Proust famously stated, “The true paradises are the paradises that we have lost.” In “Souvenir Button,” Rosalyn Drexler (A Public Space) explores paradises rendered, imagined, inhabited, and lost.
Drexler opens the story with the unnamed narrator receiving a souvenir button made for her by an artist hanging out at the playwright Tom O’Horgan’s famous Greenwich Village loft. On the button is fastened a figurine of “a pretty woman”—meant to be the narrator—in a bathing suit eating an ice cream cone beneath a palm tree on a desert island.
The gift was made in good spirit, but the narrator begins to imagine the more difficult realities of life on a desert island for her miniature.
“She’d have to build a transmitter from hairy palm fronds and crumbling sugar cone (use whatever was at hand) in order to let some would-be rescuer know where she is. For she did want to be rescued. The only thing standing between her and freedom was that dab of crazy glue.”
Drexler’s move to have the narrator invent the plight of a character from the button opens up a commentary on ideas of paradise and artistic morality. What the artist meant to be paradise the narrator sees as a cruel trap. Drexler goes further, revealing that the year before, when the narrator vacationed in Boca Raton, the palm trees were inundated with rats.
“Even as miniature sculptures, rats can cause trouble. It’s a psychological thing. One imagines them rooting about in one’s entrails, covered in blood, gnawing their way through the very pulse of life—ravenous creatures! Rats and artists do take their toll.”
The macabre description of the rats and the comparison to that of an artist casts a shadow on the work of inventing imaginary worlds for characters. Storytellers of all kinds are reminded constantly of the need to get their characters into trouble. To the narrator, that’s akin to violence.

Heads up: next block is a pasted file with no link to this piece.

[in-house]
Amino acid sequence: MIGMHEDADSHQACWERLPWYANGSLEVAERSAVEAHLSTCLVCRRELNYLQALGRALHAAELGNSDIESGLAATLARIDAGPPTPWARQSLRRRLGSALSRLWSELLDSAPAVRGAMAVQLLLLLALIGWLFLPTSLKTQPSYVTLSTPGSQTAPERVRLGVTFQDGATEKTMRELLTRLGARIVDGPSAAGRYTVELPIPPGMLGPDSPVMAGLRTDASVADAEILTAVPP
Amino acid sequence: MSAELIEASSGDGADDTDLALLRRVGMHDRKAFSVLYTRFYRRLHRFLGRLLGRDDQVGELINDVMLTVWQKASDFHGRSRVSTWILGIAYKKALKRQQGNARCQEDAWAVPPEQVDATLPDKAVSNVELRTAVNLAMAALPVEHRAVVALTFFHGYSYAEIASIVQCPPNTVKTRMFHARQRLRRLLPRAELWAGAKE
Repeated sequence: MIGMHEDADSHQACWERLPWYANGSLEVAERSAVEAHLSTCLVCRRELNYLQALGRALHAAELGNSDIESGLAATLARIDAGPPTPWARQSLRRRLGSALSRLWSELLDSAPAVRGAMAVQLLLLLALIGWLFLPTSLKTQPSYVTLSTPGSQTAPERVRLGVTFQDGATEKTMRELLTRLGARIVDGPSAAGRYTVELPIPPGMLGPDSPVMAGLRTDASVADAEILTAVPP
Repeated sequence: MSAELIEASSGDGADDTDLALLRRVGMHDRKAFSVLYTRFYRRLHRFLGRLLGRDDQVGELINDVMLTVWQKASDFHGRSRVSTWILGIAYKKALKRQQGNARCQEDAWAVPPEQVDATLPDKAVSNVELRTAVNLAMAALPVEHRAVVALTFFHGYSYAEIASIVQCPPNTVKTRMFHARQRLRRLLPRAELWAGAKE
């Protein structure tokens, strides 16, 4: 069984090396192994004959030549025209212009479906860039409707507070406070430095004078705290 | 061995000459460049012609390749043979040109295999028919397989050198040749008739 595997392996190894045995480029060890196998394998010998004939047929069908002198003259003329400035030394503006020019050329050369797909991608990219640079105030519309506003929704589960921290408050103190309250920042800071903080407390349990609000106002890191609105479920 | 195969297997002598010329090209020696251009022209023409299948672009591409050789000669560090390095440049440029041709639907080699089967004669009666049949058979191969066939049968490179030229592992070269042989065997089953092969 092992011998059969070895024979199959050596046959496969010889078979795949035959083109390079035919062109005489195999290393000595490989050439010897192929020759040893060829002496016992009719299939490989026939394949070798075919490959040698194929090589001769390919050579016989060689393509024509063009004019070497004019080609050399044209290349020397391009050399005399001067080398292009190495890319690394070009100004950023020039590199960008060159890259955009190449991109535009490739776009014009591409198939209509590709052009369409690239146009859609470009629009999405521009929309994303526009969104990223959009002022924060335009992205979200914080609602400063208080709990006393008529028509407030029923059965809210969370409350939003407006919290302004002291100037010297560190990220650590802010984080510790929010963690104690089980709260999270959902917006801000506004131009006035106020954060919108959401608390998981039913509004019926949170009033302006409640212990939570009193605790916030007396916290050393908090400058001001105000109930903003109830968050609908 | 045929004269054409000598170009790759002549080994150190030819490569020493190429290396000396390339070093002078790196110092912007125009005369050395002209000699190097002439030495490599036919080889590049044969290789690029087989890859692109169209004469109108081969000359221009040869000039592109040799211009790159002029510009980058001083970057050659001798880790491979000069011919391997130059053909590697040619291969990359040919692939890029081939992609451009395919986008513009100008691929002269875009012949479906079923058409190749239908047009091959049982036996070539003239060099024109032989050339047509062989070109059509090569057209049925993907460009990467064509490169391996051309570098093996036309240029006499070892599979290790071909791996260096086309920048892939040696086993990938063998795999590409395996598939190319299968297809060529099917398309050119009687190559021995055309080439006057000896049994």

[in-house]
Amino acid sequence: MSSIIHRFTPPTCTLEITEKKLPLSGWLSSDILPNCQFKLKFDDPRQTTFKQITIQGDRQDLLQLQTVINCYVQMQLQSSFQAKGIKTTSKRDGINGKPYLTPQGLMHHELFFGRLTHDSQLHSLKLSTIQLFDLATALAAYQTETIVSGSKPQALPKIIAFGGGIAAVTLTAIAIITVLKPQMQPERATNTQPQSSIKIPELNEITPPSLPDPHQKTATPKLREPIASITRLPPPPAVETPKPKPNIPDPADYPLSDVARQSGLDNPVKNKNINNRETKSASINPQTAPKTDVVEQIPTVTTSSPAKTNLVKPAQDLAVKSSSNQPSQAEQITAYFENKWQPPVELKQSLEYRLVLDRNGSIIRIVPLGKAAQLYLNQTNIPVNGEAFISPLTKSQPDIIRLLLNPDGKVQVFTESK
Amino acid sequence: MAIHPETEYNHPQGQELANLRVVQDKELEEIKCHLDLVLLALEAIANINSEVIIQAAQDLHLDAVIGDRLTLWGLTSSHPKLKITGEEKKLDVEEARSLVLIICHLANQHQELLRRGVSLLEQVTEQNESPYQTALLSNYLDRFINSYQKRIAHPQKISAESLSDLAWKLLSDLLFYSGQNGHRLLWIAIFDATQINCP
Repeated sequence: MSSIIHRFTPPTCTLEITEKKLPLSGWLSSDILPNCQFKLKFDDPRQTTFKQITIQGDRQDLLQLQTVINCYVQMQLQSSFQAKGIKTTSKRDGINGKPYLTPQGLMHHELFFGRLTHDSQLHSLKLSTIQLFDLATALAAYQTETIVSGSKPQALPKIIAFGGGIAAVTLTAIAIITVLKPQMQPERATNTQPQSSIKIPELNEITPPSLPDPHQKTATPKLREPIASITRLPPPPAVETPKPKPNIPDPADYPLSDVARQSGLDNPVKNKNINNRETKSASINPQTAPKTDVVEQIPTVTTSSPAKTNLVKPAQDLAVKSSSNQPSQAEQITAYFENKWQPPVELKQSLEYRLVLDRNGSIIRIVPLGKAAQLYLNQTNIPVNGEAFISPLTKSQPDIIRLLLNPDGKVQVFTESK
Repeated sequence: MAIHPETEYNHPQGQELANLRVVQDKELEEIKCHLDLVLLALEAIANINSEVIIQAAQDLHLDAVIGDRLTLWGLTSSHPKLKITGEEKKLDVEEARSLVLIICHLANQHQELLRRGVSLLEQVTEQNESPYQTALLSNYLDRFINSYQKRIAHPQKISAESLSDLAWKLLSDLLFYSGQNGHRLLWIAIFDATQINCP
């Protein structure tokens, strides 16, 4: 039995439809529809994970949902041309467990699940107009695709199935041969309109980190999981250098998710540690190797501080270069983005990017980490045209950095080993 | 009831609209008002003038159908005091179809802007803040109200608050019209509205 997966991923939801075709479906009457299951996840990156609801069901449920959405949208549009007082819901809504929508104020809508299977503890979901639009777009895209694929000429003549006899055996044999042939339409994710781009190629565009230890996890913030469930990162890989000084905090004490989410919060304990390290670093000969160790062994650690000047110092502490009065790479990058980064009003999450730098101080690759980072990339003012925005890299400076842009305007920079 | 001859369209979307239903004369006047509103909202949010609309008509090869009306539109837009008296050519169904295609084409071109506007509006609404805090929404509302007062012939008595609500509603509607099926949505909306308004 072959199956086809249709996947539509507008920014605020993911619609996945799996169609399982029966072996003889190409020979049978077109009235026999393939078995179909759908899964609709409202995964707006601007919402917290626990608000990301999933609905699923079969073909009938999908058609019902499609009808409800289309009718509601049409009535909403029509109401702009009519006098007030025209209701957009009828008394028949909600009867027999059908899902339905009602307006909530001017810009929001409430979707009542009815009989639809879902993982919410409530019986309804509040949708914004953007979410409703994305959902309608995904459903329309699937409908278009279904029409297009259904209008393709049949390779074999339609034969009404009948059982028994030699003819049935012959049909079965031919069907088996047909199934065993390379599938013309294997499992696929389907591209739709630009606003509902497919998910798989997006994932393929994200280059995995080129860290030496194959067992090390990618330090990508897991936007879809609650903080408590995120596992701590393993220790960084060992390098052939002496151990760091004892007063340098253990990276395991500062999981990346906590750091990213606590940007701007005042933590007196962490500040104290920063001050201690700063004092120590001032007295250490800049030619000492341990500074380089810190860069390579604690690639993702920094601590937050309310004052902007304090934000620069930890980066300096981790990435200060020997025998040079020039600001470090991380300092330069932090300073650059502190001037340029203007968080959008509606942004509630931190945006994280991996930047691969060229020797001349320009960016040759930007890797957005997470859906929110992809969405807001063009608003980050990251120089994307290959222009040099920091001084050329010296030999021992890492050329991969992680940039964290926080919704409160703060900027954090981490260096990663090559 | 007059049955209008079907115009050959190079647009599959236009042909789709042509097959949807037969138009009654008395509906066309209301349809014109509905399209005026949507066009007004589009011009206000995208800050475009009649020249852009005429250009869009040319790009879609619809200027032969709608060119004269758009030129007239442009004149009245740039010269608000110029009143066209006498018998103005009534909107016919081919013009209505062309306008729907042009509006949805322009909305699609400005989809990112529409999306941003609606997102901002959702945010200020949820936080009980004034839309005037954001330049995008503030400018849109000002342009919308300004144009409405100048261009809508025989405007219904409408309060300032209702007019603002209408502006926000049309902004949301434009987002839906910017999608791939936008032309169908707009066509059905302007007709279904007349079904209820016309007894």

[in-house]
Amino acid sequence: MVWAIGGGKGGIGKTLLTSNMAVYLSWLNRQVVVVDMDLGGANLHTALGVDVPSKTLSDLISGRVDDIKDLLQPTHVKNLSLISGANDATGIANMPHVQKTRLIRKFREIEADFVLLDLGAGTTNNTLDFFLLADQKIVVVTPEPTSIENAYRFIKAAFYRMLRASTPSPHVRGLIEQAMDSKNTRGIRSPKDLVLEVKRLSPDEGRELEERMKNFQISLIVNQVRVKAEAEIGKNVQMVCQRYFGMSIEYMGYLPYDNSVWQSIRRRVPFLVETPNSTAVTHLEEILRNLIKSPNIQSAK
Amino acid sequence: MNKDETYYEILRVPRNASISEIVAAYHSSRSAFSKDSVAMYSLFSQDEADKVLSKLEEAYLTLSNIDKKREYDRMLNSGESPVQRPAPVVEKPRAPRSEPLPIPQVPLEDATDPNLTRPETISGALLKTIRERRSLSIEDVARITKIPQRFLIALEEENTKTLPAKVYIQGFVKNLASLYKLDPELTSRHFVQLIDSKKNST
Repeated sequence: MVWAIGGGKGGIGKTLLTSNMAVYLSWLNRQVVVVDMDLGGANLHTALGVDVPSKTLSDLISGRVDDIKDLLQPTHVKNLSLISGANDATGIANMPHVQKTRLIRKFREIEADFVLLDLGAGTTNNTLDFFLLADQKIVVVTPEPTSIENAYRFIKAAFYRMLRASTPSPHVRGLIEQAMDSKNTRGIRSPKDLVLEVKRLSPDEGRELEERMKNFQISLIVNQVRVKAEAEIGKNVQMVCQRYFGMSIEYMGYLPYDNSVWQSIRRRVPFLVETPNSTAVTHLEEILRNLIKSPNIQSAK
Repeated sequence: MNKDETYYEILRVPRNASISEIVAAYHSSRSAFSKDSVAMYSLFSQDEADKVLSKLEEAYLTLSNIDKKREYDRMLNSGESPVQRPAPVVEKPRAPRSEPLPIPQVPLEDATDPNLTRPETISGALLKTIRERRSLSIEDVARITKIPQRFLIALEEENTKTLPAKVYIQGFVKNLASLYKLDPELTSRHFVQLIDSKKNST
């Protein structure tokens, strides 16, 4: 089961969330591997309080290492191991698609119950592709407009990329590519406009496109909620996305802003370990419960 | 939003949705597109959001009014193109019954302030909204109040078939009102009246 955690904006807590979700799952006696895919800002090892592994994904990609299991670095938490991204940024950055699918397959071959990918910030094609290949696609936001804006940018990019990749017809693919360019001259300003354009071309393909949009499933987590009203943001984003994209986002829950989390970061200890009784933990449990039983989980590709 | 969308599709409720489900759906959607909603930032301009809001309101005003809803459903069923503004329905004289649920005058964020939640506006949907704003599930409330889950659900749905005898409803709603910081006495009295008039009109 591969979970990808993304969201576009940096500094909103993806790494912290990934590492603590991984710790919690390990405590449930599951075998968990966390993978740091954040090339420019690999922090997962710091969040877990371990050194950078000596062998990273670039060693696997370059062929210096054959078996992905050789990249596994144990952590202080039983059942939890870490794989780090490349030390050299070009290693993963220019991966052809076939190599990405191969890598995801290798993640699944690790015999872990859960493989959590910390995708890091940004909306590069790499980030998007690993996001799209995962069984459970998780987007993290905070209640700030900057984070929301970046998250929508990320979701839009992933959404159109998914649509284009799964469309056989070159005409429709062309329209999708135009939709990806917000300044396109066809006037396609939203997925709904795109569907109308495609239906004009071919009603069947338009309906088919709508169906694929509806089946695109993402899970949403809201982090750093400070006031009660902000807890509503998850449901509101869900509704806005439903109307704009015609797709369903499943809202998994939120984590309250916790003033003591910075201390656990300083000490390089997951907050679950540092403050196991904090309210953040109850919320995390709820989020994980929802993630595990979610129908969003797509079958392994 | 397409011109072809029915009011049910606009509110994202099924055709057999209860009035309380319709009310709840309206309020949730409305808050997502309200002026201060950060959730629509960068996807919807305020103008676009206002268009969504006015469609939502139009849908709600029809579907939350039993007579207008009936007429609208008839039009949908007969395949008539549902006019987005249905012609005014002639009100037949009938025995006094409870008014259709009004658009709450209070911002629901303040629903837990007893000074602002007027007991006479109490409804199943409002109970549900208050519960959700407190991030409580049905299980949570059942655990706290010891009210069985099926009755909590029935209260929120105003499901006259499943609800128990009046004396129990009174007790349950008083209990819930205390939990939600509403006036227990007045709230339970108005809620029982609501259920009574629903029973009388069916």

But notice also how the invented story of the miniature and the life experience of the narrator begin to synthesize. Where the narrator initially seems to blame the button-maker for putting her miniature in such a dire situation, Drexler makes more and more clear that it’s the recipient supplying the dark narrative.
The narrator, now in possession of the button, begins to insert herself into the miniature’s story in new ways.
“As things go, her appeal wore off; no longer a novelty, she put herself away. Never in the course of history has a work of art disposed of itself. A strange suicide indeed. She had principles though, she had never allowed herself to become a collector’s item—‘I refuse to sell myself cheap’—she whispered to a frayed piece of ribbon that lay unraveled beneath her.”
We’re no longer talking about the miniature here; we’re talking about the fleeting nature of beauty, and perhaps fame—and the narrator’s experience. It’s not difficult to imagine her attending a wild party at O’Horgan’s with the who’s who of the New York artistic community, fully aware of how her own star is fading. Standing beneath a palm on a desert island with an ice cream cone might seem idyllic at a glance, but it doesn’t take long for the experience to turn sour.
Drexler ends with her narrator’s reminiscence on not just the desert island experience, but in having to relive it through art.
“If the artist she had met at Tom O’Horgan’s loft had offered to do another button for her—one that showed her young, intact, enjoying herself—in Paris perhaps—sitting at a café, under a bright green umbrella advertising Perrier—she’d have to refuse. It would be too much to go through again: the discovery, and not long after, the loss of paradise.”
The trouble with paradise is that it’s paradise, and it’s temporary. Were it not so good, and so short-lived, perhaps the loss wouldn’t be so painful.